The sane-st680 backend provides access to webcams with a stv680 chip.
         See sane-st680(5) for details.

       Also,   have   a   look   at   the   backend   information   page    at and the list of
       projects in /usr/share/doc/libsane/PROJECTS.

         The sane-dll library implements a SANE backend that  provides  access
         to an arbitrary number of other SANE backends by dynamic loading. See

         The SANE network daemon saned provides access to scanners located  on
         different   computers   in  connection  with  the  net  backend.  See
         sane-net(5) and saned(8).

         PNM image reader pseudo-backend. The purpose of this backend is  pri-
         marily to aid in debugging of SANE frontends. See sane-pnm(5).

         Backend  for  scanners  that  use the PINT (Pint Is Not Twain) device
         driver.  The PINT driver is being actively developed on  the  OpenBSD
         platform, and has been ported to a few other *nix-like operating sys-
         tems. See sane-pint(5).

         The SANE test backend is for testing frontends and the SANE installa-
         tion.   It  provides  test  pictures  and  various  test options. See

         The sane-v4l library implements a SANE backend that provides  generic
         access  to  video  cameras and similar equipment using the V4L (Video
         for Linux) API. See sane-v4l(5).

       Also,   have   a   look   at   the   backend   information   page    at and the list of
       projects in /usr/share/doc/libsane/PROJECTS.

       By default, all SANE backends (drivers) are loaded dynamically  by  the
       sane-dll  meta  backend.  If  you  have any questions about the dynamic
       loading, read sane-dll(5).  SANE frontend can also be linked  to  other
       backends  directly  by  copying  or  linking a backend to in

       It's not hard to write a SANE backend. It can take some time,  however.
       You  should  have  basic  knowledge  of  C  and enough patience to work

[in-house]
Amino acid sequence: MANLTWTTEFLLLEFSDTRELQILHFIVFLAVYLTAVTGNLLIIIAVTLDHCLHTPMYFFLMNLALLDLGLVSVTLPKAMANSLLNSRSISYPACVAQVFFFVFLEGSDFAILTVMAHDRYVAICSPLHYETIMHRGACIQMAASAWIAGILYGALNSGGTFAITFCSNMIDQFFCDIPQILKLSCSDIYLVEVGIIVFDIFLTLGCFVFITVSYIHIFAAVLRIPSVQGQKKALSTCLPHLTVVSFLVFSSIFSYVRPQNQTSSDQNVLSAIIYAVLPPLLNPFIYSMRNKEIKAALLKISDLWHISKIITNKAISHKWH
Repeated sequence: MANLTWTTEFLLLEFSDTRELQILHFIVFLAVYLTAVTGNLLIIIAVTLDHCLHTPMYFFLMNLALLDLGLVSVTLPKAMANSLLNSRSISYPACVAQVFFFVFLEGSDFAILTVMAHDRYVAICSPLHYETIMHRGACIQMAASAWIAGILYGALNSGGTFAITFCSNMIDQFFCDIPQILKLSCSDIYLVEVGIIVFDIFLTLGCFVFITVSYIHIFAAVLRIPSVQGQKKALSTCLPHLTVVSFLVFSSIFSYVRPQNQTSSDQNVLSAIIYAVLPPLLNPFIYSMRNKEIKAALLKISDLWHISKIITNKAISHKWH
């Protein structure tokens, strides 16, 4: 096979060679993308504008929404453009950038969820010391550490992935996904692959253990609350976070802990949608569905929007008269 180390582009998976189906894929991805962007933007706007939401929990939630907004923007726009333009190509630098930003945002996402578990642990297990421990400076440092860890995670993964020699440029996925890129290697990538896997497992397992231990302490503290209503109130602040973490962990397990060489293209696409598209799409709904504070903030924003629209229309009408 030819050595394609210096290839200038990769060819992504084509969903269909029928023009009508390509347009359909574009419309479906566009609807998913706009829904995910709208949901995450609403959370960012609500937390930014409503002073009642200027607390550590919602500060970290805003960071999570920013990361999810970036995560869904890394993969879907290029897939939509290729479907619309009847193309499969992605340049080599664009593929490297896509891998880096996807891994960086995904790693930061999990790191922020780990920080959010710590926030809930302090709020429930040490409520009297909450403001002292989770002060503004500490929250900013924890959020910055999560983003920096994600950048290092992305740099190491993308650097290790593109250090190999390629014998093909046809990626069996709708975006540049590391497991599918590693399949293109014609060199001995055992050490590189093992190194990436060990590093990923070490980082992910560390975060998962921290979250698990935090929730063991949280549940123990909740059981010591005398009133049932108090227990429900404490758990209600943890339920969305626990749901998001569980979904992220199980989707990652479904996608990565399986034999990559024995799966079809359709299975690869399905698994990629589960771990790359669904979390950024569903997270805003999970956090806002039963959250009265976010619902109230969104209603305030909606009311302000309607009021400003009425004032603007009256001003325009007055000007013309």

through the documentation and find out how your scanner works. Appended
       is a list of some documents that help to write backends and frontends.

       The  SANE  standard defines the application programming interface (API)
       that is used to communicate between frontends and backends. It  can  be
       found  at /usr/share/doc/libsane/ (if latex is installed on your
       system) and  on  the  SANE  website:
       (HTML), or (Postscript).

       There  is  some more information for programmers in /usr/share/doc/lib-
       sane/backend-writing.txt.  Most of the internal SANE  routines  (sanei)
       are   documented   using  doxygen:
       Before a new backend or frontend project is started,  have  a  look  at
       /usr/share/doc/libsane/PROJECTS  for  projects  that are planned or not
       yet included into the SANE distribution and at our bug-tracking system:

       There  are  some links on how to find out about the protocol of a scan-

       If you start writing a backend or frontend or any other part  of  SANE,
       please contact the sane-devel mailing list for coordination so the same
       work isn't done twice.

              The backend configuration files.

              The static libraries implementing the backends.

              The shared libraries implementing the backends (present on  sys-
              tems that support dynamic loading).

              SANE  documentation: The standard, READMEs, text files for back-
              ends etc.

       If your device isn't found but you know that it is supported, make sure
       that  it  is  detected by your operating system. For SCSI and USB scan-
       ners, use the  sane-find-scanner  tool  (see  sane-find-scanner(1)  for
       details).  It prints one line for each scanner it has detected and some
       comments (#). If sane-find-scanner finds your scanner only as root  but
       not  as  normal  user,  the  permissions  for  the device files are not
       adjusted correctly. If the scanner isn't found at  all,  the  operating
       system hasn't detected it and may need some help. Depending on the type
       of your scanner, read sane-usb(5) or sane-scsi(5).  If your scanner (or
       other device) is not connected over the SCSI bus or USB, read the back-
       end's manual page for details on how to set it up.

       Now your scanner is detected by the operating system but not  by  SANE?
       Try  scanimage  -L.   If the scanner is not found, check that the back-
       end's name is mentioned in  /etc/sane.d/dll.conf.   Some  backends  are
       commented  out  by default. Remove the comment sign for your backend in
       this case. Also some backends aren't compiled at all if  one  of  their
       prerequisites  are  missing.  Examples  include dc210, dc240, canon_pp,
       hpsj5s, gphoto2, pint, qcam, v4l, net, sm3600, snapscan,  pnm.  If  you
       need  one  of  these backends and they aren't available, read the build
       instructions in the README file and the individual manual pages of  the

       Another  reason for not being detected by scanimage -L may be a missing
       or wrong configuration in the backend's configuration file. While  SANE